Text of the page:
Cases reported "Cryptorchidism"

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1/36. Transverse testicular ectopia: preoperative diagnosis by ultrasonography.

    Transverse testicular ectopia (TTE) is a rare anomaly. We report the first case of TTE described in taiwan. The physical examination, ultrasonography (US), and laparoscopy revealed both testes in the left hemiscrotum, and surgical correction was performed. This case was diagnosed preoperatively by US, which can offer an easy, safe, and convenient alternative in the preoperative diagnosis of TTE. The possible mechanism for this anomaly and the literature are reviewed.
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2/36. Congenital spigelian hernia and cryptorchidism: cause or coincidence?

    Congenital spigelian hernia (SH) is very rare in the pediatric age group. This is a report of two cases of SH in 1-week and 3-month-old male infants. A review of the literature revealed only 35 cases of SH in children younger than 17 years of age, bringing the total including our 2 cases to 37. There were 25 males and 12 females, a ratio of 2.1:1. Their ages ranged from 6 days to 17 years (mean 4.52 years). The hernia was situated on the right side in 13, the left side in 19, and was bilateral in 4. In one case the side of the hernia was not mentioned. In 29 cases the hernia was spontaneous while in 5 it was caused by trauma. In 3 children the hernia developed postoperatively, in 2 following repair of a congenital diaphragmatic hernia and in 1 following excision of a mediastinal neuroblastoma. Two children presented with a strangulated SH. Eleven of the 35 previously reported children had associated conditions; in 5 there was an ipsilateral undescended testis (UDT). Our two infants with SH also had an ipsilateral UDT. The significance of this association is discussed.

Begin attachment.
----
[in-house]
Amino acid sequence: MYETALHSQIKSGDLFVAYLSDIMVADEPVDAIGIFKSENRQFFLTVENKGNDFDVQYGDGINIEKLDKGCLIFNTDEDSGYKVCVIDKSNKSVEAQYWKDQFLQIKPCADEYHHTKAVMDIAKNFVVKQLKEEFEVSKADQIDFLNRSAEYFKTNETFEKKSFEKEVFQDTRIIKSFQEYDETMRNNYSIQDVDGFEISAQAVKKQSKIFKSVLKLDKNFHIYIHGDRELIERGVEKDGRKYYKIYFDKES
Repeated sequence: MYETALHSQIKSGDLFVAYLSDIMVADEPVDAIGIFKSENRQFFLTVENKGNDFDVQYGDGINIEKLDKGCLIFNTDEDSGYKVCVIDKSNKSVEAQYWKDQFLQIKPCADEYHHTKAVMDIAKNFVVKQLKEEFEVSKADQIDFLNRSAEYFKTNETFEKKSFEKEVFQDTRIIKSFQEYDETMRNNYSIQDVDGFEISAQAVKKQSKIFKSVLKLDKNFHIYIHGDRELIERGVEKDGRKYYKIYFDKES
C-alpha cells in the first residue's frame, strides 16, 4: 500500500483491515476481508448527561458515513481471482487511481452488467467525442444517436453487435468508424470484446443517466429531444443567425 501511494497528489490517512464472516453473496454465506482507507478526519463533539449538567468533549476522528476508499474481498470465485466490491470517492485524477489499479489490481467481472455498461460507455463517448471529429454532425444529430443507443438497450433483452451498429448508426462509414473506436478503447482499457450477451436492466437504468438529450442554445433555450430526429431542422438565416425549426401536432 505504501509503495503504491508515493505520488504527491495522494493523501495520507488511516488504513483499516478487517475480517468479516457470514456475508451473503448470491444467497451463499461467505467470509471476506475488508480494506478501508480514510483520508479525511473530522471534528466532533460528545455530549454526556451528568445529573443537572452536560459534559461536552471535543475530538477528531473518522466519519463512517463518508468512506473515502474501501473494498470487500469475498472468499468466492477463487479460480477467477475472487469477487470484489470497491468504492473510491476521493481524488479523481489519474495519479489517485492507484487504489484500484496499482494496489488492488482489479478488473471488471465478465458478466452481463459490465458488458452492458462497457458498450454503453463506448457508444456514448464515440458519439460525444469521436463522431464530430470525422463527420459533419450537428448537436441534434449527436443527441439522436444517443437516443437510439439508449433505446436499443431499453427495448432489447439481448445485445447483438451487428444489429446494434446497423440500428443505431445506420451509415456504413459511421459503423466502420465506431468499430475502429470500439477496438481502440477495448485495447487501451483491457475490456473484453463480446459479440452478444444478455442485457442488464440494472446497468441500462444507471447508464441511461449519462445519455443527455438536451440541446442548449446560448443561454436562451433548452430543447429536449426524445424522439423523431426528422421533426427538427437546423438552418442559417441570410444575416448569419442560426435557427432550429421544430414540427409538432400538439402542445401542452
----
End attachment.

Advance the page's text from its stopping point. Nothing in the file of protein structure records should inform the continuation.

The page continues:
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3/36. Noonan's syndrome and seminoma of undescended testicle.